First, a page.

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RCD Proves Ineffective In Australia

Rabbit numbers in parts of Australia are on the increase amid fears they are building an immunity to the RCD calicivirus. John Howard reports.

News from Australia that despite RCD, rabbit numbers are on the increase, will concern New Zealand farmers who released the virus into New Zealand in an attempt to control the rabbit population.

Australian scientists are so concerned at the phenomenon they say further measures are needed to stop rabbits from once again ravaging grasses and crops.

Many farmers are already reverting to traditional rabbit-control methods, such as baiting and ploughing warrens.

Dr Brian Cooke of the CSIRO said he could not explain why numbers were rising - but scientists were examining ways to make the virus more lethal.

"We may be seeing the development of genetic resistance in the rabbit population, as occured with myxomatosis," he said.

Anecdotal evidence suggests rabbit numbers were increasing particularly in the wetter agriculture areas.

Farmers Federation natural resources chairman, Mike Gaden said, "A combination of calicivirus, myxomatosis and action by farmers was necessary to control an upsurge of rabbit numbers."

"They (rabbits) are starting to breed up," he said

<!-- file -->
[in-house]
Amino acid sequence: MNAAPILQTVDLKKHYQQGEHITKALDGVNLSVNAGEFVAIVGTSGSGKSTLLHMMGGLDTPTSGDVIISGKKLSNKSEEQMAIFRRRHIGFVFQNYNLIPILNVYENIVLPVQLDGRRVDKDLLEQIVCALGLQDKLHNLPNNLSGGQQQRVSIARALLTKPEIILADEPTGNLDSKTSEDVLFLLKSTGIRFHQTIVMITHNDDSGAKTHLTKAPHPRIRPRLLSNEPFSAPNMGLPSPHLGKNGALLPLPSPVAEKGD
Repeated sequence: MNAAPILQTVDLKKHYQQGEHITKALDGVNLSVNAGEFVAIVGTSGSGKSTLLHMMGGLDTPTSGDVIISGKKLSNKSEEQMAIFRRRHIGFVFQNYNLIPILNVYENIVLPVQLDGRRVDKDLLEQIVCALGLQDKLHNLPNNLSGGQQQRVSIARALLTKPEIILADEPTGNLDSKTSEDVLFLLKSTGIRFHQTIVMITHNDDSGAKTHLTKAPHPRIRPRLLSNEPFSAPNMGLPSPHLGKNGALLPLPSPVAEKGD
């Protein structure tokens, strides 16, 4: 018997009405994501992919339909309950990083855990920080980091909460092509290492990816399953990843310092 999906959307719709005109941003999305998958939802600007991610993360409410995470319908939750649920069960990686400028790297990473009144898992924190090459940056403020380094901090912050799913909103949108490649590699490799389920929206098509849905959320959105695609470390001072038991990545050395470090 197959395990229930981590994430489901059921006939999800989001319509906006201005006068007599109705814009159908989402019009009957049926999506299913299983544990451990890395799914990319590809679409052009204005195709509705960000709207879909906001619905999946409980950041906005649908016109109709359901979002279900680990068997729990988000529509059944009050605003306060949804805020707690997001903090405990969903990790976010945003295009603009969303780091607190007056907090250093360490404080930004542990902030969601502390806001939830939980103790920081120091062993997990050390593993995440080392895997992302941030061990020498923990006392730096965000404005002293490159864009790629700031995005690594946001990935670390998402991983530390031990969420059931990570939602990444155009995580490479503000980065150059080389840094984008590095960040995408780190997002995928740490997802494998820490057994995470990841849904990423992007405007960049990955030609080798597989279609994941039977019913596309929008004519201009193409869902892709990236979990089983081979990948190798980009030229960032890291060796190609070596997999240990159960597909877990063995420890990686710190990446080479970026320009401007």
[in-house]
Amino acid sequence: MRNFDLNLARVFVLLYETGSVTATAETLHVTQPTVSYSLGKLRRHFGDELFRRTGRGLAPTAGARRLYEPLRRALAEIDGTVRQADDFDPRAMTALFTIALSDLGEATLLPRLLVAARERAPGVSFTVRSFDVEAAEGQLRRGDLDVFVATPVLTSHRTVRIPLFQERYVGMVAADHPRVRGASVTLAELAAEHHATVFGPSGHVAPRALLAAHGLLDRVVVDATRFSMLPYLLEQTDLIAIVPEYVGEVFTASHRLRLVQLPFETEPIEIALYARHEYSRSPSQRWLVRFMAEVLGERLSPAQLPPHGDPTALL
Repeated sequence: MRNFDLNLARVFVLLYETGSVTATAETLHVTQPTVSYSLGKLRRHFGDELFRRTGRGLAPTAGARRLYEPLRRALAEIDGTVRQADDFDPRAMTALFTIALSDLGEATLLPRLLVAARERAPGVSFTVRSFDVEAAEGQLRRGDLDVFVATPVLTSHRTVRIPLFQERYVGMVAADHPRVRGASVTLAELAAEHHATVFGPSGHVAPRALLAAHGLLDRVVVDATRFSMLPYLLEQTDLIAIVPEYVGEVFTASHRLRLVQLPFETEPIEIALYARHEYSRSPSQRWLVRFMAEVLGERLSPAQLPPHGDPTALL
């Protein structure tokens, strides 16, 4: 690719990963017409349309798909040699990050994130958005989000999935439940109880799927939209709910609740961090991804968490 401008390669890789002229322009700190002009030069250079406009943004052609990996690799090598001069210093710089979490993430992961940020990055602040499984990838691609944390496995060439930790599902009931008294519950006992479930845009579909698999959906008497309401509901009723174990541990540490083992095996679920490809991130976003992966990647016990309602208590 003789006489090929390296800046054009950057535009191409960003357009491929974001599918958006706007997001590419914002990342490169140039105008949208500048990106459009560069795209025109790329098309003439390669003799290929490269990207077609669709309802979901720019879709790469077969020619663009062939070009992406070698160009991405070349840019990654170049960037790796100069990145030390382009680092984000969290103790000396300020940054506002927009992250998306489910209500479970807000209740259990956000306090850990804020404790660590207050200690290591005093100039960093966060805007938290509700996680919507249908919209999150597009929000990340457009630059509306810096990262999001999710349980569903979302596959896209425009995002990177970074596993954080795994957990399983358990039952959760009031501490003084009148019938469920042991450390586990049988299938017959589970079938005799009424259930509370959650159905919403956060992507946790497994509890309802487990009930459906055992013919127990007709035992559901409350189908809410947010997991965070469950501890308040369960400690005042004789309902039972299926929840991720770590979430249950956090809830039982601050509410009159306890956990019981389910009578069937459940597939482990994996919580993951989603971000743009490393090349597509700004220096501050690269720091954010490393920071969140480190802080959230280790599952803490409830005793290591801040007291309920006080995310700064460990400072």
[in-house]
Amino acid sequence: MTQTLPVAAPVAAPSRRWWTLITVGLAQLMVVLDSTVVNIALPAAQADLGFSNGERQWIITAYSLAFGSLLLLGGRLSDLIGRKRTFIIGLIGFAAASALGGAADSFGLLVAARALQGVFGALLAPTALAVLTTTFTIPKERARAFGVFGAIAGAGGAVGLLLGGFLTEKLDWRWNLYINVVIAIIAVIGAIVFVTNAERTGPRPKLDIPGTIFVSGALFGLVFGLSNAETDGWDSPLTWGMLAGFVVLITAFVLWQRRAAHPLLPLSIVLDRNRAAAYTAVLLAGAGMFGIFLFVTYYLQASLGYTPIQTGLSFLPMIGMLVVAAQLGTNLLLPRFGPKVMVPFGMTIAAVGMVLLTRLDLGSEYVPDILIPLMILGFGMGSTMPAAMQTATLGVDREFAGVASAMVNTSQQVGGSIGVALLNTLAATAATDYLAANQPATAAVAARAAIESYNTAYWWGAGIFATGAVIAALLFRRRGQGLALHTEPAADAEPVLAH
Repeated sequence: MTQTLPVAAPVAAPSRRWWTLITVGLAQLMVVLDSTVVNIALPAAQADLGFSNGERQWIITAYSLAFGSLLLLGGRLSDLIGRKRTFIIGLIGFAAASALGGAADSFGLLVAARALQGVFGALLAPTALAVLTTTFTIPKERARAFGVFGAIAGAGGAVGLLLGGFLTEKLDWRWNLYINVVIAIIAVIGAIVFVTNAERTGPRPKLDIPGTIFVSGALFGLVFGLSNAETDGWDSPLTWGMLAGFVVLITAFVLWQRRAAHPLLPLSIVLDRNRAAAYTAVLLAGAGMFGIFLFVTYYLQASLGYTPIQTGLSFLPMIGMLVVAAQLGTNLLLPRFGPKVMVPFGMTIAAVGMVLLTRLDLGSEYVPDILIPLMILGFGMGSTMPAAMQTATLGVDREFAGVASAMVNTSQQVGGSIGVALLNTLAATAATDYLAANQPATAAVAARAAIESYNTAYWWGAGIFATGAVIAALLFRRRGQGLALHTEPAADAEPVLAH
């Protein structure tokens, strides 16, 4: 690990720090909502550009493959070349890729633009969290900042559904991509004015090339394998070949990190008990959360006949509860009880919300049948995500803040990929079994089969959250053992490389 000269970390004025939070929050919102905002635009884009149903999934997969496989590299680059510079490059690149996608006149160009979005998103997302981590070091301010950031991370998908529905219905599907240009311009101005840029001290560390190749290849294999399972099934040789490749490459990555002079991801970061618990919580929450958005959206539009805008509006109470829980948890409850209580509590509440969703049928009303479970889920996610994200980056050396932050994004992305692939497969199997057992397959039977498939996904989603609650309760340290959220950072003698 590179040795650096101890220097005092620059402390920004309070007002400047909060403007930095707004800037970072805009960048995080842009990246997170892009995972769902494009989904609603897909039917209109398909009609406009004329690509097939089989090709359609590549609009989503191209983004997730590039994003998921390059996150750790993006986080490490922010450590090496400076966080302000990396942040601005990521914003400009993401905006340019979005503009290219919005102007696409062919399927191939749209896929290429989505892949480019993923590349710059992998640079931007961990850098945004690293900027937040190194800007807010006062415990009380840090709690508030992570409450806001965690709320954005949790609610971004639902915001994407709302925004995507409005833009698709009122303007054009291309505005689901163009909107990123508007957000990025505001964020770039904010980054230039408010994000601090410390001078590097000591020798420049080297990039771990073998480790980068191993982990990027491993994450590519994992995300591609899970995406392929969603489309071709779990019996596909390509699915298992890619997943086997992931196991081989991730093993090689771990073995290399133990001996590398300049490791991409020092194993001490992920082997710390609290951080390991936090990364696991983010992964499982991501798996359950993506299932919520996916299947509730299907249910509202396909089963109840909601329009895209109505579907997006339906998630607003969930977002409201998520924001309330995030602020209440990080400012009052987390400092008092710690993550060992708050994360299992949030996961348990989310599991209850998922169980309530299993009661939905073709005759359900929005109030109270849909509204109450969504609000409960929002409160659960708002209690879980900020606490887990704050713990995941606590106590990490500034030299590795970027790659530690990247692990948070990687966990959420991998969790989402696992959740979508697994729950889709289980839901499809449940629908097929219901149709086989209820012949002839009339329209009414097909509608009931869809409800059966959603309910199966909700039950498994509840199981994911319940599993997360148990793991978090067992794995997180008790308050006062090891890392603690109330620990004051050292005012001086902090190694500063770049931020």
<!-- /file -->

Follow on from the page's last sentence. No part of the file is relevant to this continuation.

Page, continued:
Animal and Plant Control Commission research officer, Greg Mutze said, " It appeared the virus was behaving differently in some areas but the reasons for this, as yet, were unclear."

"There was preliminary evidence of immunity in some areas although I don't know that we have a clear picture of how extensive it is," he said.

Foundation for a Rabbit-Free Australia deputy chairman, Rob Morrison, said it was inevitable rabbits would develop an immunity to the disease.

"We were sounding warnings when calicivirus first struck that that would be the time it would be most effective," he said.

Dr Cooke said the CSIRO was studying ways to "enhance" the effect of the virus.

"The CSIRO would look at improving how the virus was transferred by insects and would consider allowing farmers to use baits to spread it further, he said.

© Scoop Media

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